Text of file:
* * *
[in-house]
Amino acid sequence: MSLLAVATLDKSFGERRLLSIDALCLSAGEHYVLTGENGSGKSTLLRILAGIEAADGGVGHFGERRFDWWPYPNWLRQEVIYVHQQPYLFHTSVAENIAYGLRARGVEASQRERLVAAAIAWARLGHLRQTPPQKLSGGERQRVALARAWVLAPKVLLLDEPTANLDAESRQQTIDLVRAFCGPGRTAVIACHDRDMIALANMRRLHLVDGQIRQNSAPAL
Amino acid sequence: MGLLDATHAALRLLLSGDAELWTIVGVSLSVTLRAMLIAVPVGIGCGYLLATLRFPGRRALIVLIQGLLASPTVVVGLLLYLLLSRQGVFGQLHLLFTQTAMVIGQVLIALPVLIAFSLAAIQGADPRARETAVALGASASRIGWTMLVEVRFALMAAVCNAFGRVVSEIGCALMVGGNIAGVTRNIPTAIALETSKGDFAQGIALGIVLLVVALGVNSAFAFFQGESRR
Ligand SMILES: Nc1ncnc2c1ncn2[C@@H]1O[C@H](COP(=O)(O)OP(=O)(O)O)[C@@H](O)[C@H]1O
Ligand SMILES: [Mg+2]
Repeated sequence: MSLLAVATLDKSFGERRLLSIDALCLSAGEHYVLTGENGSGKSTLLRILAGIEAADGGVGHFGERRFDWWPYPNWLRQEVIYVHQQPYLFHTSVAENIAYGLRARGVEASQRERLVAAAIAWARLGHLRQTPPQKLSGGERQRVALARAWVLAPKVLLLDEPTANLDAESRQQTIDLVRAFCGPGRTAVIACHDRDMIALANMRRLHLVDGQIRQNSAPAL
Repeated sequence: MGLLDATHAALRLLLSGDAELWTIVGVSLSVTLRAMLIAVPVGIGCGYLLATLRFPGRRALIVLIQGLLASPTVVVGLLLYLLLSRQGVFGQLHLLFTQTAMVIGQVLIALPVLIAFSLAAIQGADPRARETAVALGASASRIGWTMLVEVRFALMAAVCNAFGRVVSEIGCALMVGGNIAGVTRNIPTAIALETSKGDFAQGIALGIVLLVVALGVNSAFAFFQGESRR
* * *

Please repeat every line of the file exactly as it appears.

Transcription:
[in-house]
Amino acid sequence: MSLLAVATLDKSFGERRLLSIDALCLSAGEHYVLTGENGSGKSTLLRILAGIEAADGGVGHFGERRFDWWPYPNWLRQEVIYVHQQPYLFHTSVAENIAYGLRARGVEASQRERLVAAAIAWARLGHLRQTPPQKLSGGERQRVALARAWVLAPKVLLLDEPTANLDAESRQQTIDLVRAFCGPGRTAVIACHDRDMIALANMRRLHLVDGQIRQNSAPAL
Amino acid sequence: MGLLDATHAALRLLLSGDAELWTIVGVSLSVTLRAMLIAVPVGIGCGYLLATLRFPGRRALIVLIQGLLASPTVVVGLLLYLLLSRQGVFGQLHLLFTQTAMVIGQVLIALPVLIAFSLAAIQGADPRARETAVALGASASRIGWTMLVEVRFALMAAVCNAFGRVVSEIGCALMVGGNIAGVTRNIPTAIALETSKGDFAQGIALGIVLLVVALGVNSAFAFFQGESRR
Ligand SMILES: Nc1ncnc2c1ncn2[C@@H]1O[C@H](COP(=O)(O)OP(=O)(O)O)[C@@H](O)[C@H]1O
Ligand SMILES: [Mg+2]
Repeated sequence: MSLLAVATLDKSFGERRLLSIDALCLSAGEHYVLTGENGSGKSTLLRILAGIEAADGGVGHFGERRFDWWPYPNWLRQEVIYVHQQPYLFHTSVAENIAYGLRARGVEASQRERLVAAAIAWARLGHLRQTPPQKLSGGERQRVALARAWVLAPKVLLLDEPTANLDAESRQQTIDLVRAFCGPGRTAVIACHDRDMIALANMRRLHLVDGQIRQNSAPAL
Repeated sequence: MGLLDATHAALRLLLSGDAELWTIVGVSLSVTLRAMLIAVPVGIGCGYLLATLRFPGRRALIVLIQGLLASPTVVVGLLLYLLLSRQGVFGQLHLLFTQTAMVIGQVLIALPVLIAFSLAAIQGADPRARETAVALGASASRIGWTMLVEVRFALMAAVCNAFGRVVSEIGCALMVGGNIAGVTRNIPTAIALETSKGDFAQGIALGIVLLVVALGVNSAFAFFQGESRR